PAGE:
I’ve self-published three e-books in the past twelve months. Goldfish Dreams [B&N | Amazon] is a mainstream novel about rape and recovery. Goblin Tales [Amazon | B&N] includes five goblin-related short stories. And Kitemaster & Other Stories [B&N | Amazon] collects six of my lighter fantasy tales.
It’s been an educational year. Goblin Tales has been the most popular book by far, selling more than 500 copies. Kitemaster comes in second, with just over 100 sales since it came out in mid-August. And then there’s Goldfish Dreams, with 80 sales over the course of an entire year.
Most of my sales have come through Amazon, with B&N in second place. There are a handful from Kobo and iBooks, as well as a few Lulu print sales for Goblin Tales, but Amazon and B&N are the big ones. Here’s what those Amazon (A) and B&N (BN) sales look like broken down by month.
I think the strongest lesson here is that a direct connection to an existing, moderately popular series makes a big difference. Goblin Tales has been and continues to be my strongest seller.
The other thing I’m seeing is a clear dropoff over time, much like my commercially published books.
With Kitemaster, I raised the price from $2.99 to $3.99. I honestly don’t know how much of a difference that made, or whether the increased royalties per sale offset any potential lost sales.
I suspect I could boost the sales numbers a bit by spending more time, energy, and money on promotion, but I’m not sure how much I’d be able to increase sales. What I am sure of is that I don’t have the time or the desire to shift more of my work into promotion.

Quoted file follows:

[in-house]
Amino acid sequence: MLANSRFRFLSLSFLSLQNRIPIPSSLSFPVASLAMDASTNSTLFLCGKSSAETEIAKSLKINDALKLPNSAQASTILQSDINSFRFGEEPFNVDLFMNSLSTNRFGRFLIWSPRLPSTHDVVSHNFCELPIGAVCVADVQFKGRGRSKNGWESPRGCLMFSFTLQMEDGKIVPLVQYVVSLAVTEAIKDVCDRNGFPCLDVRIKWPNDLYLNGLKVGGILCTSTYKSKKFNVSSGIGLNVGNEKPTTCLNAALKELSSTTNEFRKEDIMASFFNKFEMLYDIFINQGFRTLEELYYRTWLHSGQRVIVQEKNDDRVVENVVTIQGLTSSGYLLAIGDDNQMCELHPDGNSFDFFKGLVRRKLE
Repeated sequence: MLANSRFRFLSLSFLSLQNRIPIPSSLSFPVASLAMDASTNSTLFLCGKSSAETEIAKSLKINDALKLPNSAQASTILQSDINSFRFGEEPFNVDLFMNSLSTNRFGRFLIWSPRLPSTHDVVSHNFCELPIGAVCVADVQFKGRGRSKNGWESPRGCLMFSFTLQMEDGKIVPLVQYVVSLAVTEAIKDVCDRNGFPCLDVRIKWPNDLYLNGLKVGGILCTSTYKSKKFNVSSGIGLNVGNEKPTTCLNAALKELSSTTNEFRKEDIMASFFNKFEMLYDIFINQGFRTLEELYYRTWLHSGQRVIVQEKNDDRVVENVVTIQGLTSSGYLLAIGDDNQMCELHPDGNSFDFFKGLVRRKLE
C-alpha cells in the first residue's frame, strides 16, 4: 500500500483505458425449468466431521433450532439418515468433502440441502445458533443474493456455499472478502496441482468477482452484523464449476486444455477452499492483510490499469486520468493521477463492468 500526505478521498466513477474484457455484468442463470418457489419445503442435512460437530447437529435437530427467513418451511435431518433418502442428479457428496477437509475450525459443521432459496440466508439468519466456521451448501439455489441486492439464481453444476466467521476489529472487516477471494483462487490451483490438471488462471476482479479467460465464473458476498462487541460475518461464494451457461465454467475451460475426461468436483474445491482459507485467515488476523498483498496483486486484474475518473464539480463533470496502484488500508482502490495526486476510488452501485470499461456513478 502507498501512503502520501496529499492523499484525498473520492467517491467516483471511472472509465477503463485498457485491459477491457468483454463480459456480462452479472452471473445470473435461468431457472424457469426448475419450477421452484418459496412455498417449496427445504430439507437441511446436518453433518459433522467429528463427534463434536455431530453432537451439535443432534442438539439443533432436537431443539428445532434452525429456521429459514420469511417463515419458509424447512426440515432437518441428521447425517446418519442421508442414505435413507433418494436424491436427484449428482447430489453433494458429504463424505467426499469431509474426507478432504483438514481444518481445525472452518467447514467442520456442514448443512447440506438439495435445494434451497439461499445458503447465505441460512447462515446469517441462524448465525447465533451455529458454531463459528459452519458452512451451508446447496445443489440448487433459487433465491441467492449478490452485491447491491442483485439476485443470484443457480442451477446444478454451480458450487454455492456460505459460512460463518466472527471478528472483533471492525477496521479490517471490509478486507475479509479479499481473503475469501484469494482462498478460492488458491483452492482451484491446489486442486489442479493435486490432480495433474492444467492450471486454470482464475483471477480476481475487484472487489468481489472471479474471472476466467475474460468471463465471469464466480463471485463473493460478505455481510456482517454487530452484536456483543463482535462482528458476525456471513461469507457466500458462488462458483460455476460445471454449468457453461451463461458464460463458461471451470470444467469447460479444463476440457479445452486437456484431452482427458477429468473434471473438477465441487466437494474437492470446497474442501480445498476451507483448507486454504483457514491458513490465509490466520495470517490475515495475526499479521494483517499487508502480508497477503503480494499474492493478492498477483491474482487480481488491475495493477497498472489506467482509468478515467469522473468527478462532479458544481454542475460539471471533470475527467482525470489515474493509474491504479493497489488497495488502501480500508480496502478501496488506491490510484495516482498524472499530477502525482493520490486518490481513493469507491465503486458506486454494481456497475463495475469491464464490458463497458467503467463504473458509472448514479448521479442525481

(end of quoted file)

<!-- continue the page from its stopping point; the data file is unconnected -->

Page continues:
All total, after expenses, these three self-published titles have brought in a bit over $1000 in royalties.
I’m curious how I’d do self-publishing my backlist titles electronically. I suspect novels would sell significantly better than short fiction collections. But that experiment will have to wait. All of my DAW books are still in print, and with DAW doing the goblin omnibus next year, I don’t expect to see any rights revert back to me any time soon. Which is fine — the books are available and continue to sell, and that’s what counts.
Instead, I’ll be starting work on one more collection: Sister of the Hedge & Other Stories, which will collect some of my more serious stories — including my first rewrite of the Sleeping Beauty tale. I think I’ll price this one at $2.99 again to see what happens. I’m already talking to someone awesome about cover art, and I look forward to sharing what she comes up with. My goal is to have it available by Christmas, when everyone rushes out to buy books for their new Flaming Kindles, or whatever Amazon is calling ’em.